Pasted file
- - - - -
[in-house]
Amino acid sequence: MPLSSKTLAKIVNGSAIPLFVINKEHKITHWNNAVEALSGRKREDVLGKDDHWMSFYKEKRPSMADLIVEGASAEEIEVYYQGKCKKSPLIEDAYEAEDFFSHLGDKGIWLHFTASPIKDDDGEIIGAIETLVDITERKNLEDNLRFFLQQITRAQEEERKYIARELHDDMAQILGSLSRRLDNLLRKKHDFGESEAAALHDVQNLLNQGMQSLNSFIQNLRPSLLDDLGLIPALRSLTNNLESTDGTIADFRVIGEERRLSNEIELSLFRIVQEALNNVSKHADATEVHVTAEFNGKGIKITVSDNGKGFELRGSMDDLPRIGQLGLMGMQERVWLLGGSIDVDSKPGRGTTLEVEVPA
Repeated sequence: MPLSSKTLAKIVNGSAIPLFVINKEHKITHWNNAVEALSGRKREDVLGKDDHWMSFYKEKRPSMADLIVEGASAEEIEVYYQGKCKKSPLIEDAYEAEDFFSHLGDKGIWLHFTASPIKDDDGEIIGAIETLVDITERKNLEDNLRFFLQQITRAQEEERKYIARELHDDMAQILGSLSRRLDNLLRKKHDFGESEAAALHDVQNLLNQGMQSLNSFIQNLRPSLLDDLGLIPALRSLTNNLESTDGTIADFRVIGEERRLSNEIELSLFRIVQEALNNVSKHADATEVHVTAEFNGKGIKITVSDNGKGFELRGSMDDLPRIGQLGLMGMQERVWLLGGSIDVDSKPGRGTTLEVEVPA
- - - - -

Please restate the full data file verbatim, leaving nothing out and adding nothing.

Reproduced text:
[in-house]
Amino acid sequence: MPLSSKTLAKIVNGSAIPLFVINKEHKITHWNNAVEALSGRKREDVLGKDDHWMSFYKEKRPSMADLIVEGASAEEIEVYYQGKCKKSPLIEDAYEAEDFFSHLGDKGIWLHFTASPIKDDDGEIIGAIETLVDITERKNLEDNLRFFLQQITRAQEEERKYIARELHDDMAQILGSLSRRLDNLLRKKHDFGESEAAALHDVQNLLNQGMQSLNSFIQNLRPSLLDDLGLIPALRSLTNNLESTDGTIADFRVIGEERRLSNEIELSLFRIVQEALNNVSKHADATEVHVTAEFNGKGIKITVSDNGKGFELRGSMDDLPRIGQLGLMGMQERVWLLGGSIDVDSKPGRGTTLEVEVPA
Repeated sequence: MPLSSKTLAKIVNGSAIPLFVINKEHKITHWNNAVEALSGRKREDVLGKDDHWMSFYKEKRPSMADLIVEGASAEEIEVYYQGKCKKSPLIEDAYEAEDFFSHLGDKGIWLHFTASPIKDDDGEIIGAIETLVDITERKNLEDNLRFFLQQITRAQEEERKYIARELHDDMAQILGSLSRRLDNLLRKKHDFGESEAAALHDVQNLLNQGMQSLNSFIQNLRPSLLDDLGLIPALRSLTNNLESTDGTIADFRVIGEERRLSNEIELSLFRIVQEALNNVSKHADATEVHVTAEFNGKGIKITVSDNGKGFELRGSMDDLPRIGQLGLMGMQERVWLLGGSIDVDSKPGRGTTLEVEVPA